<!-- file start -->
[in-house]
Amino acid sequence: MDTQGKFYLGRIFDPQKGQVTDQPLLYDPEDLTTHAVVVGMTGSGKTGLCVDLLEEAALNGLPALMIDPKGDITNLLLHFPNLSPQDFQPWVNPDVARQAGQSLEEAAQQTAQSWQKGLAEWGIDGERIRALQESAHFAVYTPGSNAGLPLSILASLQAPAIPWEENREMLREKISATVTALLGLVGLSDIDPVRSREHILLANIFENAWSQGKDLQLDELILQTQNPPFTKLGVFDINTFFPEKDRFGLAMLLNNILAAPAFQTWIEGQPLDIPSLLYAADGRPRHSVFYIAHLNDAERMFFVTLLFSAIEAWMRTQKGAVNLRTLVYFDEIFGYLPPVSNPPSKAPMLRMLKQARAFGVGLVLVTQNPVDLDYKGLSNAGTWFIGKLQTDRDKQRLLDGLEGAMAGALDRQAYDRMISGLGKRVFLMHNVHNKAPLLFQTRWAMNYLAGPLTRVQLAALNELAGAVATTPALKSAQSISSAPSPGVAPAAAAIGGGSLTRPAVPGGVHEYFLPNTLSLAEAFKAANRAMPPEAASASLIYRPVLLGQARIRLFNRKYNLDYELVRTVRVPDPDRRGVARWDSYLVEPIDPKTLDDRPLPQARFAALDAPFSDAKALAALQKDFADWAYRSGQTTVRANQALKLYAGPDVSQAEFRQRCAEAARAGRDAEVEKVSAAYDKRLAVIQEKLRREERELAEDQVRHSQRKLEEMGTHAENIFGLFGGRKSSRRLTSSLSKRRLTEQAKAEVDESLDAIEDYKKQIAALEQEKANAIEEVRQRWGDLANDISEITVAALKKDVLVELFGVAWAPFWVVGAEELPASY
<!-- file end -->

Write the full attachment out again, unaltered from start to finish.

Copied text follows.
[in-house]
Amino acid sequence: MDTQGKFYLGRIFDPQKGQVTDQPLLYDPEDLTTHAVVVGMTGSGKTGLCVDLLEEAALNGLPALMIDPKGDITNLLLHFPNLSPQDFQPWVNPDVARQAGQSLEEAAQQTAQSWQKGLAEWGIDGERIRALQESAHFAVYTPGSNAGLPLSILASLQAPAIPWEENREMLREKISATVTALLGLVGLSDIDPVRSREHILLANIFENAWSQGKDLQLDELILQTQNPPFTKLGVFDINTFFPEKDRFGLAMLLNNILAAPAFQTWIEGQPLDIPSLLYAADGRPRHSVFYIAHLNDAERMFFVTLLFSAIEAWMRTQKGAVNLRTLVYFDEIFGYLPPVSNPPSKAPMLRMLKQARAFGVGLVLVTQNPVDLDYKGLSNAGTWFIGKLQTDRDKQRLLDGLEGAMAGALDRQAYDRMISGLGKRVFLMHNVHNKAPLLFQTRWAMNYLAGPLTRVQLAALNELAGAVATTPALKSAQSISSAPSPGVAPAAAAIGGGSLTRPAVPGGVHEYFLPNTLSLAEAFKAANRAMPPEAASASLIYRPVLLGQARIRLFNRKYNLDYELVRTVRVPDPDRRGVARWDSYLVEPIDPKTLDDRPLPQARFAALDAPFSDAKALAALQKDFADWAYRSGQTTVRANQALKLYAGPDVSQAEFRQRCAEAARAGRDAEVEKVSAAYDKRLAVIQEKLRREERELAEDQVRHSQRKLEEMGTHAENIFGLFGGRKSSRRLTSSLSKRRLTEQAKAEVDESLDAIEDYKKQIAALEQEKANAIEEVRQRWGDLANDISEITVAALKKDVLVELFGVAWAPFWVVGAEELPASY